Gender discrimination, rooted in an unequal distribution of power, has far-reaching consequences that affect every facet of society. Historically directed at women, gender discrimination manifests in a variety of ways, including restricted access to educational and employment opportunities, increased exposure to sexual harassment and fewer options for acquiring affordable, quality health care.
Patriarchal Cultural Beliefs
Patriarchal societies, which give males greater importance than females, traditionally assign men more positive attributes, such as being stronger or smarter. When men occupy a superior position, they have the power to determine the amount of access women have to opportunities, ranging from education and playing sports, to participating in politics and making autonomous decisions about their personal lives. During its analysis of “Title IX and Athletics,” the National Coalition for Women and Girls in Education found that increased athletic opportunities for females “confer both immediate and long-term benefits.” Girls who play sports are more likely to graduate and refuse drugs as well as less likely to have unwanted pregnancies and develop serious illnesses.
Objectification of Women
According to the Geena Davis Institute on Gender in Media, hypersexualized images in television programs, movies and magazines promote physical and verbal sexual harassment of women. When women are objectified, men are more likely to commit violent crimes against them and less likely to face punishment. RAINN, an anti-sexual assault organization, notes that although 1 in every 6 women has been the victim of rape, only 3 percent of assailants serve jail time. Additionally, when the media glorify a specific set of features, women go to great lengths to attain this unrealistic definition of beauty. The Geena Davis Institute's research, conducted by Stacy Smith, Ph.D., and her team at the USC Annenberg School for Communication & Journalism, found that when females fail to achieve these exaggerated body characteristics, negative self-esteem and body-image issues arise.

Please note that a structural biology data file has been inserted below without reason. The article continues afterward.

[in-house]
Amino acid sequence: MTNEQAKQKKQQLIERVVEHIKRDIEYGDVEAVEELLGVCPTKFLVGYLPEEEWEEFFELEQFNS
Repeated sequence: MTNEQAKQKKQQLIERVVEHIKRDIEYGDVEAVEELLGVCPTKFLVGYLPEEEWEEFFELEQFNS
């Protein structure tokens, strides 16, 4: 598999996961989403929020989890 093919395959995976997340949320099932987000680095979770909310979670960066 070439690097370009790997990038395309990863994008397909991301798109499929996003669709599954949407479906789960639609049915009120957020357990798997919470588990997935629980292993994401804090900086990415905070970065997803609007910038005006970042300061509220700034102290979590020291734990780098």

Preferential Treatment in the Workplace
Gender discrimination in the workplace occurs when men receive preferential treatment over women. This can include being hired for a job over more qualified women, offered better working conditions, getting higher salaries for the same work, or getting more advancement opportunities. A 2012 Institute for Women’s Policy Research study estimated that U.S. women earn 17.8 percent less than men, even in traditionally female-dominated occupations, and women are more than twice as likely to hold poverty-wage jobs. This economic disparity is greater when ethnicity is considered: White men earn 45 percent more than Latinas and 36 percent more than African-American women. These gender disadvantages create an economic inequality that prevents women from becoming financially independent and keeps many single-parent families in poverty. It also fosters a hostile work environment, which reduces employee productivity and increases turnover.
Exclusion from Quality Health Care
In-depth studies conducted by the World Health Organization have found that gender plays a large role in a person's ability to obtain health care and receive quality medical attention. Women are charged significantly more for their health insurance policies, notes the National Women's Law Center, and those policies often exclude necessary female-related services, such as contraception coverage, preventative screenings and maternity care. This leads to increased illnesses, unintended pregnancies, higher infant mortality rates and more occurrences of domestic violence.
- National Coalition for Women & Girls in Education: Title IX and Athletics
- Geena Davis Institute on Gender in Media: Research Informs and Empowers
- Institute for Women’s Policy Research: The Gender Wage Gap by Occupation
- WHO: Gender Biases and Discrimination: A Review of Health Care interpersonal Interactions
- National Women’s Law Center: Turning to Fairness
- RAINN: Statistics
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